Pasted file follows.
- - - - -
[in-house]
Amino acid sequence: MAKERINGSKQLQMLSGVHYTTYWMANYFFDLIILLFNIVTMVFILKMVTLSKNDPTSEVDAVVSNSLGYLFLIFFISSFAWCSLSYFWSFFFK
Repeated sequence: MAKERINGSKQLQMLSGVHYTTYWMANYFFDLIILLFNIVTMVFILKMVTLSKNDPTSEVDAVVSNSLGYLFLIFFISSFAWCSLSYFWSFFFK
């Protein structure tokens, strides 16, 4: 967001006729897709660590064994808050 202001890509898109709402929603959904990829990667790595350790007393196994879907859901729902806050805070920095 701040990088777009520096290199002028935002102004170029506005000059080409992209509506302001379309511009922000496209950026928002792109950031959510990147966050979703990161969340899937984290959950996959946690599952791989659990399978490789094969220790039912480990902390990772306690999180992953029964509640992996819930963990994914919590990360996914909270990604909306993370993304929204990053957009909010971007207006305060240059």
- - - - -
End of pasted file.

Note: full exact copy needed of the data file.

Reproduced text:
[in-house]
Amino acid sequence: MAKERINGSKQLQMLSGVHYTTYWMANYFFDLIILLFNIVTMVFILKMVTLSKNDPTSEVDAVVSNSLGYLFLIFFISSFAWCSLSYFWSFFFK
Repeated sequence: MAKERINGSKQLQMLSGVHYTTYWMANYFFDLIILLFNIVTMVFILKMVTLSKNDPTSEVDAVVSNSLGYLFLIFFISSFAWCSLSYFWSFFFK
């Protein structure tokens, strides 16, 4: 967001006729897709660590064994808050 202001890509898109709402929603959904990829990667790595350790007393196994879907859901729902806050805070920095 701040990088777009520096290199002028935002102004170029506005000059080409992209509506302001379309511009922000496209950026928002792109950031959510990147966050979703990161969340899937984290959950996959946690599952791989659990399978490789094969220790039912480990902390990772306690999180992953029964509640992996819930963990994914919590990360996914909270990604909306993370993304929204990053957009909010971007207006305060240059």